Posts Tagged ‘bolts’

Rolling Out The Paper Out To Get An Overall View

June 18, 2021

Rolling out two bolts of wallpaper side-by-side on the floor is a good way to see the overall pattern. This helps me gauge where I want to place certain elements of the design on the wall. I can also observe the pattern match. And I can determine what motifs I want to place at the top of the wall – or, in some cases, at the top of a chair rail or wainscot.

Disappointed With Brunschwig & Fils Quality

March 18, 2021

Brunschwig & Fils is a high-end brand. One double-roll bolt cost this homeowner over $400 (and she needed 8 DRs for this room).

I encountered a number of issues with their wallpaper today.

For starters, the edges were jagged. See first and second photos.

Sometimes, a quick scrubbing with a toothbrush, or a light once-over with a sanding block, will get rid of this. But this time, as you can see in the top photo, the edges of the paper have actually been dug into and shredded. This makes for a bad looking seam. I had to discard this bolt.

In the third photo, look closely and you will see that the ink on the strip to the right is darker, and the stripes in the motifs are closer together, than on the strip to the left. This seems minor, but once up on the wall, the strip on the right will show as an overall darker cast.

I had to sort through the eight bolts and divide them between the three walls, ensuring that those that were the most similar went on the same wall.

Single Rolls vs. Double Rolls – Check With Me Before Ordering

April 7, 2020


These homeowners needed eight single rolls of wallpaper to do their powder room. Since most wallpapers come packaged in double roll bolts, that means they needed four double roll bolts of paper.

The only thing is, they selected a British wallpaper (Cole & Son), and British papers use different terminology. What I call a double roll, the Brits call a single roll. The rolls are the same width and length and contain the same amount of paper; they’re simply referred to with different terms.

Unfortunately, there was a disconnect, and “8 rolls of paper” were ordered. As you can see, they ended receiving 16 rolls. Cole & Son is a higher-end wallpaper, so there was a lot of money spent that didn’t go up on the wall. 😦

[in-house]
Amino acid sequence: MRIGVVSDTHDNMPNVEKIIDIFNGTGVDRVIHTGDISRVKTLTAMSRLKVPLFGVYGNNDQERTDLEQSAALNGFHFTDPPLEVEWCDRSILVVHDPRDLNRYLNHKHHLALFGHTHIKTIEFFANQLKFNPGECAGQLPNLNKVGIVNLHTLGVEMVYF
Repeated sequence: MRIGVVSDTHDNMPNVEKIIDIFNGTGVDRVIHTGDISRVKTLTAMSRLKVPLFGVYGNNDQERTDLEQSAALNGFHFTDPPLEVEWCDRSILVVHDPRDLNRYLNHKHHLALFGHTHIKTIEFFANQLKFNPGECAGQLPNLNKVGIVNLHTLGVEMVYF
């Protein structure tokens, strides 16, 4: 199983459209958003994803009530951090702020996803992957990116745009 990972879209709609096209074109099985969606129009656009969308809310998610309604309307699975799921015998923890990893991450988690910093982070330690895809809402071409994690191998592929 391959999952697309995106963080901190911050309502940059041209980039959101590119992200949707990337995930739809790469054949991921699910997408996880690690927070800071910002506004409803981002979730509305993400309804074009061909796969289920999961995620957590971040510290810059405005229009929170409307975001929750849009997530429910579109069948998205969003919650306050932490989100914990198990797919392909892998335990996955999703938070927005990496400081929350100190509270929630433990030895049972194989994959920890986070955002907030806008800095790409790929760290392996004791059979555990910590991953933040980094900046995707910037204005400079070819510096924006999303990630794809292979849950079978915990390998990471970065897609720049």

This is one reason why I encourage my clients to run their wallpaper selections by me before they place an order.

Same Run? Different Color?

July 18, 2019


Top photo. Look carefully. You are looking at the start of a printing run on two separate bolts of paper. On the bolt to the left, the color looks pretty uniform.

But on the bolt to the right, you can see a horizontal line where the background has been colored. It’s faint, so look closely. In addition, you can definitely see that the paper on the right is darker than the paper on the left.

If there were more fish present, you would also see that on the right, the greys are a little darker and the reds are a little stronger. There are also more brown speckles in the background of the grasscloth on the right.

What happened was, too little paper was ordered (a simple mix-up between rolls and yards), and so more had to be ordered, and then custom-printed.

The interior designer stressed to the manufacturer that the new paper had to be the same run number (all bolts printed at the same time out of the same batch of ink). The manufacturer’s reply was that their precision printing and ink-mixing was such that there would be virtually no difference in color between what we had already, and what they would print fresh and send to us.

As you can see, that is not the case. Although these differences are minor, if strips from these two bolts were placed next to one another on the wall, the color difference would be pretty noticeable.

So, accommodating for this color difference, we lost about three yards of (expensive) wallpaper.

Diamonds Brighten a Bellaire Bathroom

May 11, 2019


Originally, this home in the Bellaire neighborhood of Houston was rife with the “Tuscan” look, and this under-the-stairs powder room shows just that … The gold overlaid with a red glaze was a good look, but the new homeowners wanted a brighter, more modern look.

Just look at how the diamond pattern on a white background changed the room! The heavy darkness is gone, and the feeling is totally modern. The black and white scheme goes beautifully with the new black countertop and white sink.

One not-so-great thing is that somehow we got two different run numbers. Different run numbers were printed at different times, and can be slightly different in shade, so cannot be used on the same wall. Luckily, we had enough paper that I was able to plot out which bolts to use on which walls, and the room turned out looking great.

This paper is by A-Street Prints, which is made by Brewster, a good company. It is a non-woven product with a high fiberglass content that is designed to strip off the walls easily and in one piece when it’s time to redecorate. The material is dimensionally-stable and will not shrink as it dries.

It can be hung by the paste-the-wall method, but I preferred to paste the paper. In a bathroom with choppy areas, this ensures that paste will get to every surface, and it also makes the paper more pliable and malleable, which is essential in a room like this with crooked corners and a curved wall (not shown).